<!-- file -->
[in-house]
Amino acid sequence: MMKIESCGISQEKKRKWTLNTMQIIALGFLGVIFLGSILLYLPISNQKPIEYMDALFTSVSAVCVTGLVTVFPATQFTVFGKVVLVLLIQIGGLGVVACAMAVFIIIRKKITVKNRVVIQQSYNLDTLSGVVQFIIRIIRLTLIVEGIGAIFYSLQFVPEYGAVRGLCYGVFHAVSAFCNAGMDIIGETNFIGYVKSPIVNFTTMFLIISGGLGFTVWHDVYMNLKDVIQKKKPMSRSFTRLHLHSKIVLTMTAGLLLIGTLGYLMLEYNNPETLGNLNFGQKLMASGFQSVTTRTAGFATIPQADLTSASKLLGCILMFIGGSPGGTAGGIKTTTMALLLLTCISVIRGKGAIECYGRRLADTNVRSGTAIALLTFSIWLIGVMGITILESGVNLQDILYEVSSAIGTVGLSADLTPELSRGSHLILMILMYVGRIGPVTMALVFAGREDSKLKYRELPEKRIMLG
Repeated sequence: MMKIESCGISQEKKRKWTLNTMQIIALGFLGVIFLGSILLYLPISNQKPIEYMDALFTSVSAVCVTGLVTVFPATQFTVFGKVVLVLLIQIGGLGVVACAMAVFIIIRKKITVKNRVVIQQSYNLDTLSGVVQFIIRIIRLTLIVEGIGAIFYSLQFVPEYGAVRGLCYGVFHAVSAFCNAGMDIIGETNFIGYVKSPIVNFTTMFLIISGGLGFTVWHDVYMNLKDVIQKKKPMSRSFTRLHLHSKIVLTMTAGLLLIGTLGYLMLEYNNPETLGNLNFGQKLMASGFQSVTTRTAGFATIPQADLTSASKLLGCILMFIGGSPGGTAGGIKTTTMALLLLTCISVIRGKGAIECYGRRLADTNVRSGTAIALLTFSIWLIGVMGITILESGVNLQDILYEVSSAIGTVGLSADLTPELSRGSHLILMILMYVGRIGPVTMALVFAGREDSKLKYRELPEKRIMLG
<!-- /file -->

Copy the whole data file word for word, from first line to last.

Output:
[in-house]
Amino acid sequence: MMKIESCGISQEKKRKWTLNTMQIIALGFLGVIFLGSILLYLPISNQKPIEYMDALFTSVSAVCVTGLVTVFPATQFTVFGKVVLVLLIQIGGLGVVACAMAVFIIIRKKITVKNRVVIQQSYNLDTLSGVVQFIIRIIRLTLIVEGIGAIFYSLQFVPEYGAVRGLCYGVFHAVSAFCNAGMDIIGETNFIGYVKSPIVNFTTMFLIISGGLGFTVWHDVYMNLKDVIQKKKPMSRSFTRLHLHSKIVLTMTAGLLLIGTLGYLMLEYNNPETLGNLNFGQKLMASGFQSVTTRTAGFATIPQADLTSASKLLGCILMFIGGSPGGTAGGIKTTTMALLLLTCISVIRGKGAIECYGRRLADTNVRSGTAIALLTFSIWLIGVMGITILESGVNLQDILYEVSSAIGTVGLSADLTPELSRGSHLILMILMYVGRIGPVTMALVFAGREDSKLKYRELPEKRIMLG
Repeated sequence: MMKIESCGISQEKKRKWTLNTMQIIALGFLGVIFLGSILLYLPISNQKPIEYMDALFTSVSAVCVTGLVTVFPATQFTVFGKVVLVLLIQIGGLGVVACAMAVFIIIRKKITVKNRVVIQQSYNLDTLSGVVQFIIRIIRLTLIVEGIGAIFYSLQFVPEYGAVRGLCYGVFHAVSAFCNAGMDIIGETNFIGYVKSPIVNFTTMFLIISGGLGFTVWHDVYMNLKDVIQKKKPMSRSFTRLHLHSKIVLTMTAGLLLIGTLGYLMLEYNNPETLGNLNFGQKLMASGFQSVTTRTAGFATIPQADLTSASKLLGCILMFIGGSPGGTAGGIKTTTMALLLLTCISVIRGKGAIECYGRRLADTNVRSGTAIALLTFSIWLIGVMGITILESGVNLQDILYEVSSAIGTVGLSADLTPELSRGSHLILMILMYVGRIGPVTMALVFAGREDSKLKYRELPEKRIMLG